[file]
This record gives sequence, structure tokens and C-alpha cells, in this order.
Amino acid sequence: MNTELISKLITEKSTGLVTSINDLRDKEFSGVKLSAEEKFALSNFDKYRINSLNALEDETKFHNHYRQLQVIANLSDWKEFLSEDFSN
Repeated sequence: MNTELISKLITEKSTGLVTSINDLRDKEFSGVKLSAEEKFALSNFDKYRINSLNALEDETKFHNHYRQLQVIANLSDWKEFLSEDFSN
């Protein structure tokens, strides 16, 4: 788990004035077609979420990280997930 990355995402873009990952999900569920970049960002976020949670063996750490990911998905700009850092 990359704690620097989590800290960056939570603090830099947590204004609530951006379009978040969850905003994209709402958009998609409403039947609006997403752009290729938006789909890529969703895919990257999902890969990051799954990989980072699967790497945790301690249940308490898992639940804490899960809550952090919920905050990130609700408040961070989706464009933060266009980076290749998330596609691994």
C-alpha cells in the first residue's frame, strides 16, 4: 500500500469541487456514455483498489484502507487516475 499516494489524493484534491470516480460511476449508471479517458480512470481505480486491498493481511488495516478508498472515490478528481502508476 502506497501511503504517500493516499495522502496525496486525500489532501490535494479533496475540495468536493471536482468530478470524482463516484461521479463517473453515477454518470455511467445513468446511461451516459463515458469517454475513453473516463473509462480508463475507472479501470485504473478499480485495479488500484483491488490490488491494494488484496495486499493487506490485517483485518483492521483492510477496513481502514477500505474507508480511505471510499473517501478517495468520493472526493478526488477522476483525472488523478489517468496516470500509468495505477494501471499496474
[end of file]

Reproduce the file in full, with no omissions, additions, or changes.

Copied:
This record gives sequence, structure tokens and C-alpha cells, in this order.
Amino acid sequence: MNTELISKLITEKSTGLVTSINDLRDKEFSGVKLSAEEKFALSNFDKYRINSLNALEDETKFHNHYRQLQVIANLSDWKEFLSEDFSN
Repeated sequence: MNTELISKLITEKSTGLVTSINDLRDKEFSGVKLSAEEKFALSNFDKYRINSLNALEDETKFHNHYRQLQVIANLSDWKEFLSEDFSN
């Protein structure tokens, strides 16, 4: 788990004035077609979420990280997930 990355995402873009990952999900569920970049960002976020949670063996750490990911998905700009850092 990359704690620097989590800290960056939570603090830099947590204004609530951006379009978040969850905003994209709402958009998609409403039947609006997403752009290729938006789909890529969703895919990257999902890969990051799954990989980072699967790497945790301690249940308490898992639940804490899960809550952090919920905050990130609700408040961070989706464009933060266009980076290749998330596609691994």
C-alpha cells in the first residue's frame, strides 16, 4: 500500500469541487456514455483498489484502507487516475 499516494489524493484534491470516480460511476449508471479517458480512470481505480486491498493481511488495516478508498472515490478528481502508476 502506497501511503504517500493516499495522502496525496486525500489532501490535494479533496475540495468536493471536482468530478470524482463516484461521479463517473453515477454518470455511467445513468446511461451516459463515458469517454475513453473516463473509462480508463475507472479501470485504473478499480485495479488500484483491488490490488491494494488484496495486499493487506490485517483485518483492521483492510477496513481502514477500505474507508480511505471510499473517501478517495468520493472526493478526488477522476483525472488523478489517468496516470500509468495505477494501471499496474